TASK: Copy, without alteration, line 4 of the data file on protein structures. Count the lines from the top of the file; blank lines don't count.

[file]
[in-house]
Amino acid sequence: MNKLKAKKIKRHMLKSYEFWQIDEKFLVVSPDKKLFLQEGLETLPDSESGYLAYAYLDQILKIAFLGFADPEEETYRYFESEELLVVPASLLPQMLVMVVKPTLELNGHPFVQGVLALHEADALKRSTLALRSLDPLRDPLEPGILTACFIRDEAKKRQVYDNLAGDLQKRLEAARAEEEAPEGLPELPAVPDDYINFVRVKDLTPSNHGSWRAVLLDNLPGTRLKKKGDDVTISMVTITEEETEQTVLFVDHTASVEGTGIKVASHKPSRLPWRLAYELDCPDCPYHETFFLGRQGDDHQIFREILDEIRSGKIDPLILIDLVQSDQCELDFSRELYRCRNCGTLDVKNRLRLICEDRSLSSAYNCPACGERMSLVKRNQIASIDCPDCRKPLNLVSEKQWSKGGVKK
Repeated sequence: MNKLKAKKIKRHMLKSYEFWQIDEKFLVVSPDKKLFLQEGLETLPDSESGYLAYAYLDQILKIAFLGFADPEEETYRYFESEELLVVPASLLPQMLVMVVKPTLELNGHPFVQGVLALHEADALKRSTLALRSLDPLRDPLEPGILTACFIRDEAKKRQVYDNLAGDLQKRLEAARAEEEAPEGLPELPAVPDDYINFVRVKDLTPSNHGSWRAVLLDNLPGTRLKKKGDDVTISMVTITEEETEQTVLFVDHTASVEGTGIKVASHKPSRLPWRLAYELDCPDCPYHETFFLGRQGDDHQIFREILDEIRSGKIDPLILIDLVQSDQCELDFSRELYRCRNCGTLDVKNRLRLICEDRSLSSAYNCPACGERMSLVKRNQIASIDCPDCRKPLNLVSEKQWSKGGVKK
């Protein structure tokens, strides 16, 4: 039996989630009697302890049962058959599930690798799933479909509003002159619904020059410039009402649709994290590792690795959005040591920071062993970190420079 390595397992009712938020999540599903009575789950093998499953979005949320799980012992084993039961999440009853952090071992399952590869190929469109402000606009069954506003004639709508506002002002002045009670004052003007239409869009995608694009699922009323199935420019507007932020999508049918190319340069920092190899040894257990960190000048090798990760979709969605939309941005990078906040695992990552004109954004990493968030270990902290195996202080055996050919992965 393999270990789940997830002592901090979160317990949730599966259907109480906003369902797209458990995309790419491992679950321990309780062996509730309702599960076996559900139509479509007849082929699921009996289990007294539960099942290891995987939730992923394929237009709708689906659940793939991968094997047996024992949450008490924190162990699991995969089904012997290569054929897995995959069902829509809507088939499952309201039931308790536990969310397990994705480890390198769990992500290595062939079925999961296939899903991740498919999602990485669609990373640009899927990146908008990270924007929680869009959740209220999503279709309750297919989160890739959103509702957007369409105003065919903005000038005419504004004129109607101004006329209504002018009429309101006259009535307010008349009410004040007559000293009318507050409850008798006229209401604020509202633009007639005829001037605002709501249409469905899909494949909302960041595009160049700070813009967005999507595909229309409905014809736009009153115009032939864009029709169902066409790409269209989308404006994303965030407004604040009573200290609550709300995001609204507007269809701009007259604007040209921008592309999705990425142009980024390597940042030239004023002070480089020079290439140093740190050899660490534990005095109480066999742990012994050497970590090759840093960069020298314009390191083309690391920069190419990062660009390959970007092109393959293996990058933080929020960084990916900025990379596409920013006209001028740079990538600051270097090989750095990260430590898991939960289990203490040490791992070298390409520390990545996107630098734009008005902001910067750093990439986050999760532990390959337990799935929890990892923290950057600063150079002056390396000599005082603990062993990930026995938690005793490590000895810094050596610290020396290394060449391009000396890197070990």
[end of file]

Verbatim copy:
């Protein structure tokens, strides 16, 4: 039996989630009697302890049962058959599930690798799933479909509003002159619904020059410039009402649709994290590792690795959005040591920071062993970190420079 390595397992009712938020999540599903009575789950093998499953979005949320799980012992084993039961999440009853952090071992399952590869190929469109402000606009069954506003004639709508506002002002002045009670004052003007239409869009995608694009699922009323199935420019507007932020999508049918190319340069920092190899040894257990960190000048090798990760979709969605939309941005990078906040695992990552004109954004990493968030270990902290195996202080055996050919992965 393999270990789940997830002592901090979160317990949730599966259907109480906003369902797209458990995309790419491992679950321990309780062996509730309702599960076996559900139509479509007849082929699921009996289990007294539960099942290891995987939730992923394929237009709708689906659940793939991968094997047996024992949450008490924190162990699991995969089904012997290569054929897995995959069902829509809507088939499952309201039931308790536990969310397990994705480890390198769990992500290595062939079925999961296939899903991740498919999602990485669609990373640009899927990146908008990270924007929680869009959740209220999503279709309750297919989160890739959103509702957007369409105003065919903005000038005419504004004129109607101004006329209504002018009429309101006259009535307010008349009410004040007559000293009318507050409850008798006229209401604020509202633009007639005829001037605002709501249409469905899909494949909302960041595009160049700070813009967005999507595909229309409905014809736009009153115009032939864009029709169902066409790409269209989308404006994303965030407004604040009573200290609550709300995001609204507007269809701009007259604007040209921008592309999705990425142009980024390597940042030239004023002070480089020079290439140093740190050899660490534990005095109480066999742990012994050497970590090759840093960069020298314009390191083309690391920069190419990062660009390959970007092109393959293996990058933080929020960084990916900025990379596409920013006209001028740079990538600051270097090989750095990260430590898991939960289990203490040490791992070298390409520390990545996107630098734009008005902001910067750093990439986050999760532990390959337990799935929890990892923290950057600063150079002056390396000599005082603990062993990930026995938690005793490590000895810094050596610290020396290394060449391009000396890197070990």